At the first Emirati Youth Forum held recently at the Abu Dhabi National Exhibition Centre, there was a trend on display. More than 300 Emiratis from universities all over the country were there to hear about Abu Dhabi's development plans - and the new opportunities that are being made available to young people.
"It is vital that you - as Abu Dhabi's next generation - understand the opportunities on offer and the pathways available," Khaldoon Al Mubarak, the chief executive of the government-owned Mubadala Development Company, told the assembly. "It is only fairly recently that options have emerged beyond the oil and gas sector. Now career paths exist across a wide range of sectors - from aerospace to satellite technology, and from health care to industry." It was a statement both of where we are going, and from where we have come.
The Youth Forum was just the one of many similar events that will take place across the country over the next few years. For all the strides that have been made, including investment in infrastructure, industry and human capital, many young people are still unaware of what we are doing and where we are going.
This is not altogether surprising. When I was at university less than two years ago, I knew nothing about Abu Dhabi government initiatives like ATIC, Yahsat, twofour54, Khalifa Fund and HAAD, which are just a few of the companies that were represented at the forum. I did not even know anything about Mubadala where I now work. Blame it on youthful ignorance - maybe I was too caught up with friends, family, fashion and Arsenal football club - but there is so much I am now discovering.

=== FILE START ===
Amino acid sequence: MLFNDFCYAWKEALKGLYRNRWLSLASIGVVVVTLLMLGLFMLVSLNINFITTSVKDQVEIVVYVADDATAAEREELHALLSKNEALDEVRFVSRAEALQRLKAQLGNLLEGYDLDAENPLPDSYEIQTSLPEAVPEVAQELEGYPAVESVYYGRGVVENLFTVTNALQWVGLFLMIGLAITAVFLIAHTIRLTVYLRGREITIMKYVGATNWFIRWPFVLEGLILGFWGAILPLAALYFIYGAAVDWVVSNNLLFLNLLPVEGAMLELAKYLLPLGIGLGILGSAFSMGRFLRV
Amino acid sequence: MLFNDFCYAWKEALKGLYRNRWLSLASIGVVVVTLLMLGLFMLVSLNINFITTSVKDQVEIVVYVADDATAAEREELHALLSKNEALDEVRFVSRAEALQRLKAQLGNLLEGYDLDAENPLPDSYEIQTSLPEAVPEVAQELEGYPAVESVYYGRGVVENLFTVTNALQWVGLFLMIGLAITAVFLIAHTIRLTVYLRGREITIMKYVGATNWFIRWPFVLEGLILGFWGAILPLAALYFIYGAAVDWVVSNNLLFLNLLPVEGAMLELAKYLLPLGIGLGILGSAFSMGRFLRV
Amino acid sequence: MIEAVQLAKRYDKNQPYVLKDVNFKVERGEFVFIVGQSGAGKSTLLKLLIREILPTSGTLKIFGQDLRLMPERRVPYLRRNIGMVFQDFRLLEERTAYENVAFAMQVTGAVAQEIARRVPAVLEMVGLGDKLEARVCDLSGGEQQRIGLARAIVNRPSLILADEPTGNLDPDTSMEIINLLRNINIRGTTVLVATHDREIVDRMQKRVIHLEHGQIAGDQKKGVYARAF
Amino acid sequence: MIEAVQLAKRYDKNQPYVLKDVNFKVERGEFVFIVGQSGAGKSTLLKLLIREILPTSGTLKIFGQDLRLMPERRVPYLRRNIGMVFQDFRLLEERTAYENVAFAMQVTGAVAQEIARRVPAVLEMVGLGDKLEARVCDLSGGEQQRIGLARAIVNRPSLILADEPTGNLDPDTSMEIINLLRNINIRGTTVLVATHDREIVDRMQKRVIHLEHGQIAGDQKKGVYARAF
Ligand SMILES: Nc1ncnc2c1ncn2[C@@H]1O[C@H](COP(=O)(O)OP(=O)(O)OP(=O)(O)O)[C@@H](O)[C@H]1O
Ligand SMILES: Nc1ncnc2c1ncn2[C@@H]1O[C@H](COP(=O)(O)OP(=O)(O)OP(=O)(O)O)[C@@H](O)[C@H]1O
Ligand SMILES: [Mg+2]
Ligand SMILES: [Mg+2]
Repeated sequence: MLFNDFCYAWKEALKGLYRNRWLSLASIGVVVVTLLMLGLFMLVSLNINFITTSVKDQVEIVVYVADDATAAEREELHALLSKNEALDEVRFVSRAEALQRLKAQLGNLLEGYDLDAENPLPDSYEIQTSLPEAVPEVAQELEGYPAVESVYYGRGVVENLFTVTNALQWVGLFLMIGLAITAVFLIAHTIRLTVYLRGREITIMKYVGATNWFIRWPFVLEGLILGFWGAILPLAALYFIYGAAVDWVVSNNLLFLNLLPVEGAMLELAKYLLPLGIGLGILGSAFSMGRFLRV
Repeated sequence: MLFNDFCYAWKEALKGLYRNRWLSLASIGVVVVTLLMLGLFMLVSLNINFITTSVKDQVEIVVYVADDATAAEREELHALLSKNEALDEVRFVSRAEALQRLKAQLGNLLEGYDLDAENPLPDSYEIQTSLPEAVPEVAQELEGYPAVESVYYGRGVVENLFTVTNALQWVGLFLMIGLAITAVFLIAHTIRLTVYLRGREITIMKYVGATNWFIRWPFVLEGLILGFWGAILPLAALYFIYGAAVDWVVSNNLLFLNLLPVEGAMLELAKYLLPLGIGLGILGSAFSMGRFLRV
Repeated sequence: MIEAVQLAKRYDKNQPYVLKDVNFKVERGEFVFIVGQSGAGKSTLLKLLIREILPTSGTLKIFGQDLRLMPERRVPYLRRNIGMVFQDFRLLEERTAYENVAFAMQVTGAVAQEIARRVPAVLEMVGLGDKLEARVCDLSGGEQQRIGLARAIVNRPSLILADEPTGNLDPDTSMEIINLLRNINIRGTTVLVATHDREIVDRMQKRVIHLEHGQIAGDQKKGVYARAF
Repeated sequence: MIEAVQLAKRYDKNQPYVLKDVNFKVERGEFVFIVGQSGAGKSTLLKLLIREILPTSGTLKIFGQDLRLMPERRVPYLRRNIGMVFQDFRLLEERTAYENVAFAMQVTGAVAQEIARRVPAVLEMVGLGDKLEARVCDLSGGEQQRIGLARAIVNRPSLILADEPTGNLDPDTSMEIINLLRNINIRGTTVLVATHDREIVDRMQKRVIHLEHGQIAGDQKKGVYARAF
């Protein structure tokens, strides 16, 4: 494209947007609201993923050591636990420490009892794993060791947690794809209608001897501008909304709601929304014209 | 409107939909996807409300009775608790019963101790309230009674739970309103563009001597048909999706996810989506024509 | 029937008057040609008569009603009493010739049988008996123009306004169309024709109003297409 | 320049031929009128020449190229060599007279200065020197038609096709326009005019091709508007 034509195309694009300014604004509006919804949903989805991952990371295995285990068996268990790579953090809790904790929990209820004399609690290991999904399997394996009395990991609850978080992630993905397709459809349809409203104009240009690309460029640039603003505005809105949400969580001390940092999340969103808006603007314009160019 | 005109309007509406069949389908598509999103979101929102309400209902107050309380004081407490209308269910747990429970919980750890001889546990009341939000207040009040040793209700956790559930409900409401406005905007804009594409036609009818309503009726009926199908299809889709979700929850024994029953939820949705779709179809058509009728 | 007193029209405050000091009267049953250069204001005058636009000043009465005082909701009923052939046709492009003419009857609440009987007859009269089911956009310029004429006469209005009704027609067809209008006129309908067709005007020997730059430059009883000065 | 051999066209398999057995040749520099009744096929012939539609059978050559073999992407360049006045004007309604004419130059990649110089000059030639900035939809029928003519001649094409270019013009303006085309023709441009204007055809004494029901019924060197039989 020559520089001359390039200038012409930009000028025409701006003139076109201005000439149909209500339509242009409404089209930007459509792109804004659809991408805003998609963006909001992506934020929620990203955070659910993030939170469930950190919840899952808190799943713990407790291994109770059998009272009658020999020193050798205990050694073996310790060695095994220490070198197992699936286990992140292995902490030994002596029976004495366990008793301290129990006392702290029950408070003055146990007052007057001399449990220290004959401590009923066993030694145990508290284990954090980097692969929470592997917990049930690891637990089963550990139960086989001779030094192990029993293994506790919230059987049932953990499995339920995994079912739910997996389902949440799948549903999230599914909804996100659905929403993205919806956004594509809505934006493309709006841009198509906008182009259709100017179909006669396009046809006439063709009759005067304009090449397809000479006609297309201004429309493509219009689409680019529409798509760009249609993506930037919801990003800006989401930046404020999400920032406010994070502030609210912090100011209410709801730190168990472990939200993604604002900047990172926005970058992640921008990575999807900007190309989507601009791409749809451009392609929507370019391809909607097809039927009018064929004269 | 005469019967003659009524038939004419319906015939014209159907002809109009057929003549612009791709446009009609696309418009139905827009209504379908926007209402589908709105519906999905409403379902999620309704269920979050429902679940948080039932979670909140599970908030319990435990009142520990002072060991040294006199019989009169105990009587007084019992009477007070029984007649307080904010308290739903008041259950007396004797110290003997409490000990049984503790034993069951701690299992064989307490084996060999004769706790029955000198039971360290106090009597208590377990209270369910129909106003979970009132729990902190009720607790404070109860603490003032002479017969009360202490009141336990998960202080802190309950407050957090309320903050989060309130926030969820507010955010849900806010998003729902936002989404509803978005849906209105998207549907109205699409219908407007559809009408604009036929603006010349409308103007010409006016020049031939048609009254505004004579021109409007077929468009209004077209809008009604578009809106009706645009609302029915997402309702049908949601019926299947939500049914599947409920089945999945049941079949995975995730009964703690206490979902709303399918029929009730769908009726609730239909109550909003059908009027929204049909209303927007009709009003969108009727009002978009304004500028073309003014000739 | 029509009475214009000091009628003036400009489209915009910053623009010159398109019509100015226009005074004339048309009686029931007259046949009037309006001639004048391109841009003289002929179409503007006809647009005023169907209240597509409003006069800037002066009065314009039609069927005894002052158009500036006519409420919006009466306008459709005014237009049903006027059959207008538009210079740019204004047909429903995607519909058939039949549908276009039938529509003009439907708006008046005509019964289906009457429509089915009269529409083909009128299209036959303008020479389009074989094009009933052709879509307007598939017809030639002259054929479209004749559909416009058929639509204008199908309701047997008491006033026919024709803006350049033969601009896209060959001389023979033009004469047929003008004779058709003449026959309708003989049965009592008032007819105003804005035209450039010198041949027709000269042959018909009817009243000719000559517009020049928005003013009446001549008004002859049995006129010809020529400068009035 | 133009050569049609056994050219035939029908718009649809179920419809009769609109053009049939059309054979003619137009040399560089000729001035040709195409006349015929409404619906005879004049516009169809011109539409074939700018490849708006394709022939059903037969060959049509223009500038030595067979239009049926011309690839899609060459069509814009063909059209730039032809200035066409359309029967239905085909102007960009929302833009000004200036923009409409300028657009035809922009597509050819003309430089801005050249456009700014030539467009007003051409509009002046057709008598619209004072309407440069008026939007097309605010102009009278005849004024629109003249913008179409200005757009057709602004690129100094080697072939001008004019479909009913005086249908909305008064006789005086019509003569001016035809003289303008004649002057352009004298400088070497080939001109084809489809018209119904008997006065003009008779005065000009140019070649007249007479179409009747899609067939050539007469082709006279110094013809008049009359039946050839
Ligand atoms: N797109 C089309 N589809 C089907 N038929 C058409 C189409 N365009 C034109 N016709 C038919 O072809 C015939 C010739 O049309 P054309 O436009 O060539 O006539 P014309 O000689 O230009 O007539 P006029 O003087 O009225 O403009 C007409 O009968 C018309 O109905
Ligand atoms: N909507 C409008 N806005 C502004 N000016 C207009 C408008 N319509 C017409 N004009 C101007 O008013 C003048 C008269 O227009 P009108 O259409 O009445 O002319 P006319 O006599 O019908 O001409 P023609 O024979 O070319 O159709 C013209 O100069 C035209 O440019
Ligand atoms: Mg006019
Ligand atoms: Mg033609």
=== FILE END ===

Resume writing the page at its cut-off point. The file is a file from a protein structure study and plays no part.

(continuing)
Emiratis are blessed by natural resources at a time when much of the world is energy hungry. The government provides many benefits such as housing subsidies, energy, water and health care. But this windfall will not last forever. We have a great opportunity and responsibility to build and develop our country.
Among the guest speakers at the Youth Forum were three Emiratis who had interned with Nasa in the United States. Shamma Al Qassim, 19, Hazza Bani Malek, 20, and Hamad Rajab, 21, recently returned from their 10-month internships. It's quite mind-blowing when you think about it. Arabs were among the first to discover the secrets of astronomy; now we are involved in research and development that is helping humans reach to the stars.
"If you set your mind on doing something, anything's possible," Mr Rajab said. "As the next generation, it's our responsibility to grasp the chance to make a difference."
From the desert sand to space, the sky is no longer the limit; we are seeking to go further. These opportunities are tremendous, but we should also think about giving something back. Sheikh Zayed, the beloved father of the country, once said: "The real asset of any advanced nation is its people, especially the educated ones. Every individual has to perform his duty."
For the nation's next generation, these stirring words are still as powerful and relevant today as they were all those years ago. There is a chance to do something for our own country that has given us so much.
We need to consider how we get involved with the community. It may be playing a sport, studying for a PhD, pursuing artistic endeavours or working at one of the many companies that have chosen to set up in Abu Dhabi or have been acquired as investments.
The future for all of those young people who packed into the exhibition centre is now. We are here to make the change. Each and every one of us can play our part in turning the country from an energy-driven economy to a knowledge-driven one. We can see the future almost within our reach. It is our job and our responsibility to realise this potential.
Dana Jamal Al Suwaidi works in the group communications unit at Mubadala